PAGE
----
Connect with us

Instruction

Short on time? Improve your game at the microwave

Published

on

Having grown up in the Midwest, I less than fondly remember this time of the year, when the post-Thanksgiving weather would force me into the practice net in my basement until March. We might catch the odd day or two that would let us get outside to hit balls (or even play a few holes), but most of that stretch was spent doing whatever practice we could do indoors. This was coupled with the pain of watching early-season PGA Tour events from warm-weather locales in Honolulu, Phoenix, Palm Springs, Los Angeles, Pebble Back and San Diego, leaving us chomping at the bit.

Here in Florida we can work year round, but I still have players who I coach that are successful in other parts of their lives and have limited time to work on their golf swings or short game. They might find only one day a week to hit balls because of business and family requirements, and being married for 25 years and raising two college age kids… trust me, I get it! This is where I give my players homework away from the course to help them improve. I call it “microwave work,” which are drills I give my players to practice when weather, life or a job keeps them from getting to the course, specifically, when they are in the kitchen heating something up.

So let’s get started. What is something that you would normally put in the microwave?

I am guessing that most answers are coffee and/or leftovers. How do you spend your time while your item warms up? If it is coffee, you probably stand there with your eyes half open in full zombie mode. What if you used that time to work on your golf game? If you use your time wisely, you will see a faster change in your game for the better.

Below are four of the basic drills I give my players.

Get in the Lineup

Screen Shot 2014-12-10 at 2.10.12 PM

This is a good one for players with an overly active left hand that is passive and drags the club through.

To perform the drill, setup with your lead foot against the cabinets like you are going to hit a mid-iron into the microwave. Take a three-quarter backswing and turn through slowly until the back of your left hand hits the edge of the counter flush and flat (it helps to drape a hand towel over the edge of the counter so your hand makes contact with the towel instead of the hard cabinet). Hold and press there firmly for a count of 10.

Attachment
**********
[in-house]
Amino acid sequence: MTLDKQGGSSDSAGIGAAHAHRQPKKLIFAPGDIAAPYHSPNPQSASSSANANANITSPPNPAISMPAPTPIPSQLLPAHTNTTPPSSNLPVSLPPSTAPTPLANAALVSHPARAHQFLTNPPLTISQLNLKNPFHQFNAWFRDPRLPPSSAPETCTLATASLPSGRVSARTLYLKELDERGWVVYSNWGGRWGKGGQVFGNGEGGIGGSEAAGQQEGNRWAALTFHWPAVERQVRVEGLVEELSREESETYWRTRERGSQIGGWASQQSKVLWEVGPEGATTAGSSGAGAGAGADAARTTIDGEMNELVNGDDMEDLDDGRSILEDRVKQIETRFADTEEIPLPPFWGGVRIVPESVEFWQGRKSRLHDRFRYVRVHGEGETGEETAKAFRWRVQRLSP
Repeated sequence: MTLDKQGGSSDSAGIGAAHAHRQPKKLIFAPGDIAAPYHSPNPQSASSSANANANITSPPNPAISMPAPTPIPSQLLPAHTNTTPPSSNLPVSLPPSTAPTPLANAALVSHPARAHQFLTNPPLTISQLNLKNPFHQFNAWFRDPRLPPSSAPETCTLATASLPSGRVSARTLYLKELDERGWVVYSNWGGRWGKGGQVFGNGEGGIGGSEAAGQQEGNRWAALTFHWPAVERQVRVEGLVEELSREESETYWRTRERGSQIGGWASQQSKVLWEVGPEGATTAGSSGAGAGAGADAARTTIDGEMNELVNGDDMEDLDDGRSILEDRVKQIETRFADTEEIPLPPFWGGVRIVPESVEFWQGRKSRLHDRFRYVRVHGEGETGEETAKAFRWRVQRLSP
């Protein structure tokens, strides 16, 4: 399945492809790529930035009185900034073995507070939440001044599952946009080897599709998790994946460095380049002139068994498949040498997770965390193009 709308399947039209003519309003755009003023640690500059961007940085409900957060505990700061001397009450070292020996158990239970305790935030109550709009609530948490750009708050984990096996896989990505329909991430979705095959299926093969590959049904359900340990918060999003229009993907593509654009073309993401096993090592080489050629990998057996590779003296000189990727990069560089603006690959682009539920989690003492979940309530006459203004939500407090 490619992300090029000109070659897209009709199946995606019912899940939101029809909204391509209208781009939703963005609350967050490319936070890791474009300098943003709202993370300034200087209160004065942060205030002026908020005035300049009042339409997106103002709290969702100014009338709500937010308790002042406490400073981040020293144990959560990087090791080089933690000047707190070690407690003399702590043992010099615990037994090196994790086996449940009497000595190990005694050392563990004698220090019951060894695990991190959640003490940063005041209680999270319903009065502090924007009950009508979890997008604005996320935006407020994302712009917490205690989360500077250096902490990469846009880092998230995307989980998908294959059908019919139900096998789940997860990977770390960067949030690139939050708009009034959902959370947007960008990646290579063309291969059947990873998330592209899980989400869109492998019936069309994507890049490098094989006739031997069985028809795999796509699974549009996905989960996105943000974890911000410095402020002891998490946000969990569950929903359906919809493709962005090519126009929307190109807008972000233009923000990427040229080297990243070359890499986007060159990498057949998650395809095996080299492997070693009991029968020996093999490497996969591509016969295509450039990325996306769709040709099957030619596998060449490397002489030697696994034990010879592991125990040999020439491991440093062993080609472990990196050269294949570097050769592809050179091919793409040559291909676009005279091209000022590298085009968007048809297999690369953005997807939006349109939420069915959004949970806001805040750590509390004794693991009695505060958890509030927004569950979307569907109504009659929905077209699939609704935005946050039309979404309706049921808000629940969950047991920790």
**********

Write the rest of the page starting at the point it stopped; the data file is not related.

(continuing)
Keep doing sets of these until the timer goes off. It is also a kinematic feedback drill and you will feel “after effect” when you finish, such that if you took a swing you would feel like you are still pressing against the counter when you reach impact.

Put a Bounty on Bad Putting

Screen Shot 2014-12-10 at 2.12.28 PM

Full disclosure: I didn’t make this one up.

This is from one of my tour players who had his head moving all over creation when he came to me for help. We fixed all the other things in his stroke and went after the simple task of keeping his head still. One day, due to bad weather over the summer, he was stuck inside and wanted to hit putts and work on keeping his head static throughout the stroke.

He came up with the paper towel drill.

This one is easy! Get a paper towel roll and put one end on the refrigerator and the other on your forehead at setup. Then take practice strokes with your hands together focusing on how it feels to keep your head in place as you take a stroke. This is a huge error I see in about 7 out of 10 tour players. It is amazing how many golfers retreat their head at impact. Practice this and you will find your stroke produces many more solidly hit putts in the new season.

Getting Hip

Screen Shot 2014-12-10 at 2.14.14 PM

One of the things that drive instructors crazy is keeping their students’ rear ends from thrusting forward at impact and losing pelvis and spine angle. This is called early extension. Among other things, it is one of the natural results of the shoulders trying to seek the same orbit as the hips and turn at the same level.